Megapixels/sensor: 24.3/APS-C | ISO Range: 100-25,600 | Max Video Resolution: 1080p/60 fps | Shooting Speed: 5 fps | Autofocus: 11-point phase/contrast | Display: 3-inch fixed LCD | Battery Life: 1,550 shots | Ports: USB, mini HDMI | Card Slots: one SD/SDHC/SDXC | LCD Slides: 4.9 x 3.9 x 2.8 inches | Weight: 12.9 ounces

Excellent battery life
In-camera RAW processing
Fixed LCD
No touch capabilities

A camera that lets you grow, the D3500 is the best DSLR camera for beginners, as it has guides to explain its more advanced features, but it will shoot great photos in almost any situation. While it has many of the same features as its predecessor (the D3400), including a 24.3-MP APS-C image sensor, the Nikon D3500 has a faster processor and a refreshed design that makes it easier to use. 

We also appreciate the longer battery life and the ability to control the camera (somewhat) from your smartphone via Bluetooth. However, this camera isn't the best when shooting video, as it maxes out at 1080p and lacks a microphone jack. And, its rear LCD is fixed, and lacks touch capabilities. But for those who are looking for a DSLR to learn the basics, you can't go wrong with the Nikon D3500.

Read the full Nikon D3500 review.

Best DSLR cameras: Nikon D7500

3. Nikon D7500

The best DSLR camera for enthusiasts

Megapixels/sensor: 20.9 APS-C | ISO Range: 100-51,200 | Max Video Resolution: 4k/30 fps | Shooting Speed: 8 fps | Autofocus: 51 points | Display: 3.2-inch tilting touch screen | Battery Life: 950 shots | Ports: USB, mini HDMI, 3.5mm audio, stereo mic | Card Slots: one SD/SDHC/SDXC | Size: 5.4 x 4.1 x 2.9 inches | Weight: 22.6 ounces

Speedy continuous shooting
Fast autofocus
Extensive feature set
4K video cropped
AF erratic in video capture

By combining the innards of its pro-grade D500 with the more compact body from its midrange DX-level cameras, Nikon's 20.9-megapixel D7500 is the best DSLR camera for enthusiasts. In addition to the Expeed 5 image processor it shares with the D500, the D7500 sports continuous shooting at up to 8 fps, 4K video recording up to 30 fps and a handy 3.2-inch tilting LCD touchscreen display.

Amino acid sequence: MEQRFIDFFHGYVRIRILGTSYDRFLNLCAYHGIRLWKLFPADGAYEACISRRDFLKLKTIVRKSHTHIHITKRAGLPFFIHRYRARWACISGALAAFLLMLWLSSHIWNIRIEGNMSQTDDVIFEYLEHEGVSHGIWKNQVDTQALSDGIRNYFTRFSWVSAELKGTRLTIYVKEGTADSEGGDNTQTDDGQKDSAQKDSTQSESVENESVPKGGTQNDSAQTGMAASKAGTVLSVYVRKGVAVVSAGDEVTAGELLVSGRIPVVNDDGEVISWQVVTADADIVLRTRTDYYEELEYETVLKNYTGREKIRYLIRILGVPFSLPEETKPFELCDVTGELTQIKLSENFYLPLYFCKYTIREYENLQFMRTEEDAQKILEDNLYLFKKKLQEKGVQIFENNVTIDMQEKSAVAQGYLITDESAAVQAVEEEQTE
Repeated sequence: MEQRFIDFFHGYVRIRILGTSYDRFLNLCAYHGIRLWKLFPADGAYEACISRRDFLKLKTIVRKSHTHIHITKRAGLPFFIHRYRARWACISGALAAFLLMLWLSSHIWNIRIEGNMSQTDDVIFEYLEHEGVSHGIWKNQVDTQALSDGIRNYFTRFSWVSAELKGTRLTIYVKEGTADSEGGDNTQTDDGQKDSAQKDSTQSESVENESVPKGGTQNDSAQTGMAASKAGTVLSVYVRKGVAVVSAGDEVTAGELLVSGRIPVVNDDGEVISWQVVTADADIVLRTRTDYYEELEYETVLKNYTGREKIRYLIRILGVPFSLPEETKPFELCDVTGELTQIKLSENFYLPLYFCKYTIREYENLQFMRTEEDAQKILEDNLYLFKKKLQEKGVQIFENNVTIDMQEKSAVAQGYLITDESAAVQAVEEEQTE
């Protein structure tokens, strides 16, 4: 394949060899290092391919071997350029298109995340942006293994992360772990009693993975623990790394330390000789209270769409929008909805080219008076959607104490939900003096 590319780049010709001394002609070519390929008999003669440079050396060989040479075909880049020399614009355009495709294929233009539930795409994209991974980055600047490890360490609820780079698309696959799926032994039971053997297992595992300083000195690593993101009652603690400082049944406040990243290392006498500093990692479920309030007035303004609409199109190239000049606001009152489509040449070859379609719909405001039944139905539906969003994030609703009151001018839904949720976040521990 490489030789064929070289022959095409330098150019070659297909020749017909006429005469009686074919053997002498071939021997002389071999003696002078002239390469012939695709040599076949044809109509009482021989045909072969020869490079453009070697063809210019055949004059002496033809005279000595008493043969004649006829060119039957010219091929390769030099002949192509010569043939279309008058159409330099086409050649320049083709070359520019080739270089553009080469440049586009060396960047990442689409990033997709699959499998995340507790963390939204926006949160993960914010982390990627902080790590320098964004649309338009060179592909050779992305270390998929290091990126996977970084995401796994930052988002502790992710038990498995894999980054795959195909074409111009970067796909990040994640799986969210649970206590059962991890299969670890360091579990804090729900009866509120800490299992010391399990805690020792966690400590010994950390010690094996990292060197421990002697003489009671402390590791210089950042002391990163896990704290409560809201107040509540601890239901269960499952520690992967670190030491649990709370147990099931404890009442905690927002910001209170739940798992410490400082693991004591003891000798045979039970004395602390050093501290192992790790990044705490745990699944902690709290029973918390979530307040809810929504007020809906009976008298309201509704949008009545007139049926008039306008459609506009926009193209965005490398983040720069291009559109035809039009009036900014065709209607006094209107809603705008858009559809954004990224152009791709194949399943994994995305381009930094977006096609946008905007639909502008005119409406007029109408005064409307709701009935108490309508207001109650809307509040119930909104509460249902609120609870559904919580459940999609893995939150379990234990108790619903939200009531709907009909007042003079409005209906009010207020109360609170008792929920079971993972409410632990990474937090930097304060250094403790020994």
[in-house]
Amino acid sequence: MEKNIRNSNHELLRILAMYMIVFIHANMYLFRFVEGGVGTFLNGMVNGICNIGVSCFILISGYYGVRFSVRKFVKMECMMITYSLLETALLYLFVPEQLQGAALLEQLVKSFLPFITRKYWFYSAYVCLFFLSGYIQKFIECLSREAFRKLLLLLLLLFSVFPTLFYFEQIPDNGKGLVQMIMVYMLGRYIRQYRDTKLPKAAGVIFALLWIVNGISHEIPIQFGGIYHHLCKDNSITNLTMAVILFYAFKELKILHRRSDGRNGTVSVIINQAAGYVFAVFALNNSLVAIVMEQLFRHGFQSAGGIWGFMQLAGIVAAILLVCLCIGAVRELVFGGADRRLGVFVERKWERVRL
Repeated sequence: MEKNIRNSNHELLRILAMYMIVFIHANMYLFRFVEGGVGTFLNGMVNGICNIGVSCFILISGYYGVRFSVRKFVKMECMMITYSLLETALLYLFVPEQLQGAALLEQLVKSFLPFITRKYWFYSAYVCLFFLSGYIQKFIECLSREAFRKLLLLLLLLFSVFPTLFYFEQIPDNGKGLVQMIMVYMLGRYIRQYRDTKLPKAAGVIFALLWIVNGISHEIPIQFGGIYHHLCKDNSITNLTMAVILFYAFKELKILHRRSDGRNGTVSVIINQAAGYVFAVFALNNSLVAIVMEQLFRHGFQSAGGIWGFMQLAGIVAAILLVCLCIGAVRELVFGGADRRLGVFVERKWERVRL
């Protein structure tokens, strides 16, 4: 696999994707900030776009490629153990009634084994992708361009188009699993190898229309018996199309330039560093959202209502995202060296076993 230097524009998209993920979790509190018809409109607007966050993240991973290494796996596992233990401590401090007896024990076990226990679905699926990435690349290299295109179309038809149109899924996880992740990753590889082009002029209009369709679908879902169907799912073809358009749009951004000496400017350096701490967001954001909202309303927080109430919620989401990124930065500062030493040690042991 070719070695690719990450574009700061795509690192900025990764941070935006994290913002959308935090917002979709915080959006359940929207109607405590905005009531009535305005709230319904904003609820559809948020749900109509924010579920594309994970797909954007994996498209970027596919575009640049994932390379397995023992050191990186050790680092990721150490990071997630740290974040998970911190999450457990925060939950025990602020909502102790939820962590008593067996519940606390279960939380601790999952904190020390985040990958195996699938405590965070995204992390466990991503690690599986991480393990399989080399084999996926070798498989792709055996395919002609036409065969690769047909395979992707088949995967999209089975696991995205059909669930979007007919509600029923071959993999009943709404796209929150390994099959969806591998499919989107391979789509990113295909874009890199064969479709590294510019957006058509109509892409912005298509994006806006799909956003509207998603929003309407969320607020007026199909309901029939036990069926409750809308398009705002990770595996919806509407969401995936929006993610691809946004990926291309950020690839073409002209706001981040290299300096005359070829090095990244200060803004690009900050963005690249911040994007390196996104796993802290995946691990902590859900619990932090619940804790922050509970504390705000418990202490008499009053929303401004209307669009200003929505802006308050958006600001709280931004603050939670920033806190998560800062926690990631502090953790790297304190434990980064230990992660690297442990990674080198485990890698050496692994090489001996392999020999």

As with Nikon's other DSLRs, image quality was excellent, though we did find the autofocus to be a bit erratic when shooting video. And, like all of Nikon's recent cameras, the D7500 sports the company's SnapBridge technology, so you can use Bluetooth, NFC and built-in Wi-Fi to connect the camera to your smartphone, tablet, or laptop to transfer photos and videos, and even control the camera remotely.  

Read our full Nikon D7500 review.

Best DSLR cameras: Canon EOS 6D Mark II

4. Canon EOS 6D Mark II

The best full-frame DSLR

Megapixels/sensor: 26.2 full-frame | ISO Range: 100-40,000 | Max Video Resolution: 1080p/60 fps | Shooting Speed: 6.6 fps | Autofocus: 45-point phase detection | Display: 3-inch articulating touch screen | Battery Life: 1,200 shots | Ports: USB, mini HDMI, microphone | Card Slots: one SD/SDHC/SDXC | Size: 2.9 x 5.7 x 4.4 inches | Weight: 1.7 pounds

Solid battery life
Improved AF system
Faster-than-average Live View and movie AF
Single SD card slot, UHS-1 speed support only
Does not support EF-S lenses

Now that it's a few years old, this full-frame camera has come down in price to where it’s affordable for those whom photography is not a full-time profession. The Canon EOS 6D Mark II is the best DSLR camera with a full-frame sensor in this price range.

The EOS 6D Mark II takes excellent photos in a variety of conditions, and we also like that it can shoot at 6.6 frames per second and has a fully articulated touch screen. Its dual-pixel CMOS autofocus has a good 45 points, but doesn't cover the entire sensor.

We also wish that this camera had more than one memory card slot, but it has a healthy rated battery life of up to 1,200 shots, so you'll be set for a day's worth of shooting, easy. For those who want a full-frame DSLR without spending a truckload of cash, the Canon EOS 6D Mark II is a good option.

Read our full Canon EOS 6D Mark II review.

Best DSLR camera: Canon EOS 90D